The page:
In a recent paper in Applied Psycholinguistics, Stein, Cairns, and Zurif (1984) demonstrate that reading disabled children perform at a less advanced level relative to normals of the same age in comprehending a number of complex sentence types, including sentences with temporal adverbial clauses, such as (1): 1. The pig kissed the cow after jumping over the fence. (Please see erratum page at back of this issue for the corrected figures concerning this sentence from the Stein, Cairns, and Zurif article.)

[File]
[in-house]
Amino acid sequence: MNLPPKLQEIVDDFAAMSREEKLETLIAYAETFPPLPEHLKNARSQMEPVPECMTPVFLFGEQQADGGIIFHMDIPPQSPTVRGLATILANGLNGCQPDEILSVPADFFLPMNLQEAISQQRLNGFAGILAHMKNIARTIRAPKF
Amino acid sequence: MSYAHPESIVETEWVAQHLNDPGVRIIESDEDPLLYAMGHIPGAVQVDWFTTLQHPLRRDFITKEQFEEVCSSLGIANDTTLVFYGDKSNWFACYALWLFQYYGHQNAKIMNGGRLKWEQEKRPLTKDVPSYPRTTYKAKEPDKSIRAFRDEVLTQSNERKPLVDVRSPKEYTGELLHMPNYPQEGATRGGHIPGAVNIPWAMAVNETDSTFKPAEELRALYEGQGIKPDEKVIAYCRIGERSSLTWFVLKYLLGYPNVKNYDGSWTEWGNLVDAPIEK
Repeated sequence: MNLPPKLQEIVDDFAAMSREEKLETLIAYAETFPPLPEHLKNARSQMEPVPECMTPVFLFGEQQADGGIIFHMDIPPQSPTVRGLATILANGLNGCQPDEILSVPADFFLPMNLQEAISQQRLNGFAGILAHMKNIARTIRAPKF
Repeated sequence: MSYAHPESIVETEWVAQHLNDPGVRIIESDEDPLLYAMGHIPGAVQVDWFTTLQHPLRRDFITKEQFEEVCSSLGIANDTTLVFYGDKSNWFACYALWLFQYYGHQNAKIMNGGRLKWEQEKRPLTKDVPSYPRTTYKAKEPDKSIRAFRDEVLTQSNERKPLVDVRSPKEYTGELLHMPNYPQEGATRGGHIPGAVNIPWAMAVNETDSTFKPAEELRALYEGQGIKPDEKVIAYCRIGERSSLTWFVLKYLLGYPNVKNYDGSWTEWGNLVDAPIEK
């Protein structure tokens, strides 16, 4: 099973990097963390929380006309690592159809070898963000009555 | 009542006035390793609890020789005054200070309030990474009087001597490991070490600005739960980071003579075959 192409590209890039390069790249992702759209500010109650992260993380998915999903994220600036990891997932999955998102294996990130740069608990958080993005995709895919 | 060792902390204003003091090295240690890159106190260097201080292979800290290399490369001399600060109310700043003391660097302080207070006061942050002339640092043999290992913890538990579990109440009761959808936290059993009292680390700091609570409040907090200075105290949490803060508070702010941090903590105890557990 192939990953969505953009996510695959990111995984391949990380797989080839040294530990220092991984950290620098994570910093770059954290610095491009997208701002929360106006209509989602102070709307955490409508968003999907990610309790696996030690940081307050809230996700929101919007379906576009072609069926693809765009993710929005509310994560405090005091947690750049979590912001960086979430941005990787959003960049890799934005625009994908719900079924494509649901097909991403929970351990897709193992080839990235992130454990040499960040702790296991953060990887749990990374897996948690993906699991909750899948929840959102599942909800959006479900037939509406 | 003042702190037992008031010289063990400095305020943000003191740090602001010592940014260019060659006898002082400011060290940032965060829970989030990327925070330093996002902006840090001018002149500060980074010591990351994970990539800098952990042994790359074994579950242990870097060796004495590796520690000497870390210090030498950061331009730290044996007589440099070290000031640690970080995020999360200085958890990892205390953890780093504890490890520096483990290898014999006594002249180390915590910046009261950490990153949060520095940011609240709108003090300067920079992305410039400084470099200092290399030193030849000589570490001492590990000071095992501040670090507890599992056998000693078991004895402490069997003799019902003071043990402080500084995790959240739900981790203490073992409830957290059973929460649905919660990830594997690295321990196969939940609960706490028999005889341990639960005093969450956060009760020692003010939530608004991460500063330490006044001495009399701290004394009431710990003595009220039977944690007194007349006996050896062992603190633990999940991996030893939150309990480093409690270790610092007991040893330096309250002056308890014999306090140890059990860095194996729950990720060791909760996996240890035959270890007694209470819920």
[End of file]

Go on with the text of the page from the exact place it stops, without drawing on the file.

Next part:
While adults require the (missing) subject of jump in (1) to be interpreted as coreferential with the main clause subject (the pig in the example), normal children are frequently 6 or older before they develop this restriction, permitting a direct object NP (the cow in the example) to be made subject of (to control) the temporal clause. Stein et al. demonstrate that reading disabled children are slower than normals to develop the adult rule, a finding that generalized over both their comprehension of written and spoken language. In what follows, I point out some difficulties with the analysis of the adult grammar and normal development that Stein et al. adopt, and speculate on alternative ways of dealing with the facts of grammar and development for sentences of type (1). To the extent that these speculations are correct, our view of the nature of deficits may also be changed.